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How to answer the question: whose telephone number is this?

It happens all the time. The phone rings, and we instinctively reach out to pick up, only to hear a spam message or, even worse, a live caller. We know taking the call is not smart and that we could save the hassle by taking a moment to ask whose telephone number is this before answering. If it’s a US-based number calling you, you’ll want to use an American phone lookup, like

Sounds simple, right? It’s not. Phone manufacturers, service providers, and scammers all play their part in making you want to answer the phone. Their methods include:

  • Attention-grabbing phone settings. Manufacturers allow incoming calls to create increasing ring tone volumes, flashing lights, and vibrations, sometimes all at once. This makes the phone hard to ignore.
  • The profit motives of phone service carriers. Some charge their customers for caller ID services. Those who do not pay have to deal with uncertainty and inconvenience.
  • Scammers’ ability to exploit technology. They send billions of calls a year, meaning that your phone is almost certain to light up with a fake call at some point during the day. Scams are getting more sophisticated too. Among other tricks, fake callers can clone numbers from legitimate companies or use local numbers.

Knowing this, dealing with spam and scam calls might seem hopeless. It’s not. Here are three easy and free things you can do to fight back:

1. Change your phone settings


“Do not disturb” is your friend. Most smartphones let you put a filter in place to limit or silence unknown calls, text messages, or other interruptions during certain times of the day. iPhone users should also check that the “Silence Unknown Callers” tab is toggled, while Android users can use the Blocked numbers, Unknown function. Using these features means you can limit spam while letting trusted contacts through. You can even allow callers who make multiple calls from the same number. That way, you won’t miss calls from people outside your contacts.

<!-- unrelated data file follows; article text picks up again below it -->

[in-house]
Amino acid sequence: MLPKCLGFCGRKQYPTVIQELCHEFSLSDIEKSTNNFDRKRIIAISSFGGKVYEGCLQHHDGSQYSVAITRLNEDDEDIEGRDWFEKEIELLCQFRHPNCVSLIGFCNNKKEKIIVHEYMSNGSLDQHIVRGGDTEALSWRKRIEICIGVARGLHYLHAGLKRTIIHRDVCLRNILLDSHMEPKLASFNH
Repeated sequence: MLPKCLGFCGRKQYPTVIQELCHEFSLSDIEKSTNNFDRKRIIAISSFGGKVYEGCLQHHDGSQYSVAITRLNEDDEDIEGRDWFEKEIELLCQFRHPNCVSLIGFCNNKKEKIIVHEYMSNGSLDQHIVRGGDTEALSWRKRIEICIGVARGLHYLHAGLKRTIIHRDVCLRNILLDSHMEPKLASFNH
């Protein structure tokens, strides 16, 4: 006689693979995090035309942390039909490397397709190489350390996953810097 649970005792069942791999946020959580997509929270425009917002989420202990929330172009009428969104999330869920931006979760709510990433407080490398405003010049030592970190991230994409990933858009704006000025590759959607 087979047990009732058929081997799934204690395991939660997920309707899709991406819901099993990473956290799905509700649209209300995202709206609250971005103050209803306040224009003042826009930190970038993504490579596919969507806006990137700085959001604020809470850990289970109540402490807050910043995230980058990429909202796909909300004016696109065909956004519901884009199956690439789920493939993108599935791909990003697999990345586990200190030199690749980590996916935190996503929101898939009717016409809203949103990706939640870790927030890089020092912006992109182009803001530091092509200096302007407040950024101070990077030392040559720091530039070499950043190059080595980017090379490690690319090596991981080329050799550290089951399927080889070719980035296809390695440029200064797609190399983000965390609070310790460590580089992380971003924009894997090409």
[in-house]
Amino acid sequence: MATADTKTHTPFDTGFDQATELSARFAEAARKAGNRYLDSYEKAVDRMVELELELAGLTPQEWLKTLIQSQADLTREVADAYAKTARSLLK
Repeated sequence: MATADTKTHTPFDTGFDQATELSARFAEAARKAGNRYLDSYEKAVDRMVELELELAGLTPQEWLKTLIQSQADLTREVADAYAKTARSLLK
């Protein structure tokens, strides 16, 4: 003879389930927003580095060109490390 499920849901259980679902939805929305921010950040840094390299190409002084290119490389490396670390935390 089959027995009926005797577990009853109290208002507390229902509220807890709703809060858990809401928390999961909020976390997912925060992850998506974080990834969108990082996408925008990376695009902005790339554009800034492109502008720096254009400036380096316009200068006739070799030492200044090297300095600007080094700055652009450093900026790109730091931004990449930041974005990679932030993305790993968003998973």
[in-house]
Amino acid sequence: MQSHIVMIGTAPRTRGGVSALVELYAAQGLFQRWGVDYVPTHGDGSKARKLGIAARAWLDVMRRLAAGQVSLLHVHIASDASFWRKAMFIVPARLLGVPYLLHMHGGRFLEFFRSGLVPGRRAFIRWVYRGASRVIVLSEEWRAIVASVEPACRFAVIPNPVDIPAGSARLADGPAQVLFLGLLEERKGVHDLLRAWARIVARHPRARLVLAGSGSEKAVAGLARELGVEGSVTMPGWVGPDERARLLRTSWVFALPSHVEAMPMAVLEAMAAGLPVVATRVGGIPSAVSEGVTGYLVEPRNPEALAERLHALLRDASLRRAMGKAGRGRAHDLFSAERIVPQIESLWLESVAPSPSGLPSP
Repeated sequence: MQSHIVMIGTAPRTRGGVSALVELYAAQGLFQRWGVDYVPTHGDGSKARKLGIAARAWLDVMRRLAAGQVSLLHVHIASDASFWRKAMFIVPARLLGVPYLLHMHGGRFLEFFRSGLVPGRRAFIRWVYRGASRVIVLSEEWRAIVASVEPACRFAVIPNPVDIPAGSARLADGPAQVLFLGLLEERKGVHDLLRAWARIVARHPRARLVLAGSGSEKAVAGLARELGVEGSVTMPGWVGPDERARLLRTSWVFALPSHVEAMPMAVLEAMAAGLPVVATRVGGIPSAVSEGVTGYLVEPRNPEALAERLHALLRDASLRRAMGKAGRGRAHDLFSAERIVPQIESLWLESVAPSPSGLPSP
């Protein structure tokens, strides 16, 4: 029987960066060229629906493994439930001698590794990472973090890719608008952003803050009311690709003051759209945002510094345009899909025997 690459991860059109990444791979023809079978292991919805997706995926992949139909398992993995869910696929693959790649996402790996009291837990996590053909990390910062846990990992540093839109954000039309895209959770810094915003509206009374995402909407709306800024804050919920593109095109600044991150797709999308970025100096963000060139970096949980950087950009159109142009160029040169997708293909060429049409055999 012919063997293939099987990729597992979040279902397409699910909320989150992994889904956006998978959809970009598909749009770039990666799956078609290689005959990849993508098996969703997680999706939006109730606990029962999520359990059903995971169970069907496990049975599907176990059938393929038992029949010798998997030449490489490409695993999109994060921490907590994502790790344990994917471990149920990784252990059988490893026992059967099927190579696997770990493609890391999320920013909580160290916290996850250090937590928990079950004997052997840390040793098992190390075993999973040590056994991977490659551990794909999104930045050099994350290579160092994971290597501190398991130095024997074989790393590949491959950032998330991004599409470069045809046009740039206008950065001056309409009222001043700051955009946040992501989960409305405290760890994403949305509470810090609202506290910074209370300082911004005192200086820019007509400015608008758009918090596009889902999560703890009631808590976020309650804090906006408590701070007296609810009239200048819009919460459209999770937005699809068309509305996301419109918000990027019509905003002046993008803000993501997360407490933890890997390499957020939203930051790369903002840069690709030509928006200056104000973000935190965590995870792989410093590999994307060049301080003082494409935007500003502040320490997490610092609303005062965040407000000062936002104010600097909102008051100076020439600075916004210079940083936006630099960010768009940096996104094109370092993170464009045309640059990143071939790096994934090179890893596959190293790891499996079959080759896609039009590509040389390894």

2. Set up, and use voicemail

As phones have become more powerful and useful, their basic features have been overlooked. Many people prefer to communicate via text message, WhatsApp, or other services, ignoring voicemail. But a functioning inbox is an excellent way of filtering spam calls. The secret is to encourage others to use it. Set up your voicemail, if you haven’t already, and record a personal message, rather than the standard one which comes with the system. Tell callers that you monitor the system and that you will call back. Then do it!

3. Register for free services

Legitimate telephone marketers must work within the law. For example, in the USA, they should exclude numbers registered with the National Do Not Call Registry. Signing up is free and can help you limit calls on home, office, or mobile phones. Companies can be fined heavily if they ignore the list. For example, the Federal Communications Commission fined a Texas-based company an eye-watering $225 million for making approximately 1 billion illegally spoofed robocalls. They won’t make that mistake again.